Multiferroic magnetoelectric constitutes two phases, that is, the piezoelectric and the magnetostrictive phases. Just like any other composite formed from a combination of one or more materials with distinct individual properties to achieve a desired unique property, these magnetoelectric composites are equally similar. They too exhibit properties that cannot be produced by a single-phase acting along hence explaining their intensive applications in various areas such as structural composites as well as devices like sensors, gyrators, microwaves and energy harvesters.
In most cases, the physical and mechanical properties of most nanomaterials are determined by their sizes. However, the nanomaterials size properties are believed to be affected by other external factors. This may, in turn, affect the functionality of these materials, as seen in the case of multiferroic magnetoelectric (ME) composites where their sizes are mainly affected by the surface effects. This is as a result of high surface to volume ratios of such materials.
Therefore, the need to predict the surface effects of ME and other nanocomposites materials will ensure their proper design and thus achieving greater performance as far as their functionalities are concerned. Although various theoretical and model techniques have been used to analyze the surface structures, there are still challenges as they involve complex computations and simulations. However, the use of models that involves different magnetostrictive materials and the effects of the characteristics of ME nanostructures has been regarded as a possible solution.
Dr. Yang Shi form the School of Mechano-Electronic Engineering at Xidian University in China, developed a nonlinear theoretical model for multiferroic magnetoelectric nanocomposites. The model uses different magnetostrictive materials. The technique takes into considerations the nonlinear characteristics of the material and the surface effects. This work has been henceforth published in the journal, Composite Structures.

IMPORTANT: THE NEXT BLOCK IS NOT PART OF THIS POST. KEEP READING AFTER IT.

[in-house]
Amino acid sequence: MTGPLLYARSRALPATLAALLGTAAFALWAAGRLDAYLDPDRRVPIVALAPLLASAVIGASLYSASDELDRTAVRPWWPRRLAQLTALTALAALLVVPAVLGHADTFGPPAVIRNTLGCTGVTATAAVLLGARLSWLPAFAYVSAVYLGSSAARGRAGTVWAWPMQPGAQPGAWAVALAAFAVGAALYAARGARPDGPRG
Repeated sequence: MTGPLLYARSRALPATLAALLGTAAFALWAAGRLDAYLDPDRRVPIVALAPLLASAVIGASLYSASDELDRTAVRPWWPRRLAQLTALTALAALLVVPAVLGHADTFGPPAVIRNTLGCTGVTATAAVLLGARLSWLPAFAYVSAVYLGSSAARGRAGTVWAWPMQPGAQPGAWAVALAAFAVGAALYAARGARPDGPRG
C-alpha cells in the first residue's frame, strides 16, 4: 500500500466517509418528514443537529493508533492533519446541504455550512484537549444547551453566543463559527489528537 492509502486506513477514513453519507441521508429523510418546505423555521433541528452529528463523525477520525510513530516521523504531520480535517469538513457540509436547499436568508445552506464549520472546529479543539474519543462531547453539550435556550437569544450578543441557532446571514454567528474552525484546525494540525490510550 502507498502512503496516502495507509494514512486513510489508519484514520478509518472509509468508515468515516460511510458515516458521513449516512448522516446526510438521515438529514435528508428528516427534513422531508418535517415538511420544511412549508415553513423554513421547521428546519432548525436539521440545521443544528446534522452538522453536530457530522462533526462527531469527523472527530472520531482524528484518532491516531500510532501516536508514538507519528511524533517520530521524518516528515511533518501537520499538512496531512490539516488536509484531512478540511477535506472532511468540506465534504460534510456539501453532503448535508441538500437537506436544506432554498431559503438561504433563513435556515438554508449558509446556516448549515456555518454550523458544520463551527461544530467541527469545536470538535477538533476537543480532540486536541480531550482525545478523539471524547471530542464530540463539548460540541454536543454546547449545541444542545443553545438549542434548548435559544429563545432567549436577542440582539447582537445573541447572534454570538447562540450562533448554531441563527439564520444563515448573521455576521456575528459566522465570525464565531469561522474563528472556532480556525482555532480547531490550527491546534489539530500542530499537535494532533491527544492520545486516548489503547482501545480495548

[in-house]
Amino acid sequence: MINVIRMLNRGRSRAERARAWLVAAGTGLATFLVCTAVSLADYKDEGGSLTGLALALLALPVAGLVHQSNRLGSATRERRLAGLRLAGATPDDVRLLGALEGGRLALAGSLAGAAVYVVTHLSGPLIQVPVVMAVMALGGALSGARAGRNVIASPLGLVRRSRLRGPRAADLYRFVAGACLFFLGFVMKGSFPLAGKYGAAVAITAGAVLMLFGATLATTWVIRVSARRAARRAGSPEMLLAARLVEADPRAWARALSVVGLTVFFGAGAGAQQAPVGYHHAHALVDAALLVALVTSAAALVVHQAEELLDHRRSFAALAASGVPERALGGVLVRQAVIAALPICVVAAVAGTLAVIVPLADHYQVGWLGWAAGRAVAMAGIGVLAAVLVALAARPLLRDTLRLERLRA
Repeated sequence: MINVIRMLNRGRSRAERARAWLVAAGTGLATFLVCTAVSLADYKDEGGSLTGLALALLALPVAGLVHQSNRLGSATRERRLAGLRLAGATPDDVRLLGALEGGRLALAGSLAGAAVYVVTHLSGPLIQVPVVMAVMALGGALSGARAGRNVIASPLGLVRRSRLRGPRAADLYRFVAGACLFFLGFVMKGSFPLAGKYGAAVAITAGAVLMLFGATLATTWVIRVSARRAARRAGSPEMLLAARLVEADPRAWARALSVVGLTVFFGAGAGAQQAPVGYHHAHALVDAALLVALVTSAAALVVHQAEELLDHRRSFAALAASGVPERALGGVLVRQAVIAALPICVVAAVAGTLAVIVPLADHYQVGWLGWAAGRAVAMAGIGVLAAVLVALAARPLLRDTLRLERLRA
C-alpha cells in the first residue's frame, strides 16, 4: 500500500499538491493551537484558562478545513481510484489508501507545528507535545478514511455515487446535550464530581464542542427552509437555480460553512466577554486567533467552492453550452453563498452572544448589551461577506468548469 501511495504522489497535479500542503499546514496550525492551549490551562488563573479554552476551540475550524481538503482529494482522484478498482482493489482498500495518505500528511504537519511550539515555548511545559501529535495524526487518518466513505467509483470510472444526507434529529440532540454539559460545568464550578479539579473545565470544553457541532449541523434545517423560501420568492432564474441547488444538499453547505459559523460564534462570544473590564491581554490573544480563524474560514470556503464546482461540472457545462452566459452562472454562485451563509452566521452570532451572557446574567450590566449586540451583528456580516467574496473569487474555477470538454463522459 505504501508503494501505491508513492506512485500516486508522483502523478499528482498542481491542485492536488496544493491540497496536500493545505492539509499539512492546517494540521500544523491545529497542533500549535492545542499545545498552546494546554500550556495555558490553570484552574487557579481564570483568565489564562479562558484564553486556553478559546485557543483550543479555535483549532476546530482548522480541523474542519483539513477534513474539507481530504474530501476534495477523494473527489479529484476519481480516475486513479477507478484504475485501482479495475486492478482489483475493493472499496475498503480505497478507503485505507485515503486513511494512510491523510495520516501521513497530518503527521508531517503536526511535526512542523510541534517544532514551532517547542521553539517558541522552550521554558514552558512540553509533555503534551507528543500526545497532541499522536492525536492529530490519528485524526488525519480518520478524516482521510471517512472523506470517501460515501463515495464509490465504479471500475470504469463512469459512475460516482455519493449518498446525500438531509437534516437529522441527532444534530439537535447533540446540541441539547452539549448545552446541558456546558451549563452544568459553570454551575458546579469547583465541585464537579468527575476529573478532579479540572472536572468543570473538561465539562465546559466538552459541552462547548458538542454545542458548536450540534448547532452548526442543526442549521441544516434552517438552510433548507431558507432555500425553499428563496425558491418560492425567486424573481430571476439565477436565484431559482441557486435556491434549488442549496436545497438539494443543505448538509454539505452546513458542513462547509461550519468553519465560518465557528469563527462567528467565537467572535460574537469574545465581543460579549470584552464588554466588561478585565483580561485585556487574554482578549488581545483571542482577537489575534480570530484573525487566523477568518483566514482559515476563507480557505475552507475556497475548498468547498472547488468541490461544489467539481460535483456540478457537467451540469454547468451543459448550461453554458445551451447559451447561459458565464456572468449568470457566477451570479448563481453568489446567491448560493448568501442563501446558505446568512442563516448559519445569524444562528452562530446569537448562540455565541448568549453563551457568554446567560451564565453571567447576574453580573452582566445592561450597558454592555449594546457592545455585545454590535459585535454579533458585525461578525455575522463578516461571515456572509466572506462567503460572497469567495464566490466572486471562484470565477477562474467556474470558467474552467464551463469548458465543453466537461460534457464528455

Dr. Shi used the available Gurtin-Murdoch theory to establish his theoretical model, derived and deduced the ME effects through the use of surface effects and flexural strains. Finally, he numerically analysed the factors that influence the ME coefficient.
From the experiment, Shi discovered that the ME coupling of the composites can be significantly improve by the surface effects especially those with nano-scale thickness.
According to Dr. Shi, the ME coupling is inversely proportional to the thickness of the nanostructures. That is, increase in the thickness leads to a diminishing ME coefficient because of the decreasing surface effects. Other external factors such as a combination of the magnetic loading and the pre-stress loading influence the characteristics of the magneto-mechanical nanostructures. For example, when an increase is observed in the compressive pre-stress irrespective of the magnitude, there is a corresponding decrease in the ME peak to peak coefficient and increase in the magnetic field. The same responses were observed in the ME characteristics of a nanostructure when subjected to a significantly strong magnetic field.
The research work, therefore, provides a basic understanding of the behavioral aspects of a magneto-mechanical coupling, giving guidance on the surface effect prediction and thus enables the design of more effective ME nano-devices.
Shi, Y. (2018). Modeling of nonlinear magnetoelectric coupling in layered magnetoelectric nanocomposites with surface effect. Composite Structures, 185, 474-482.
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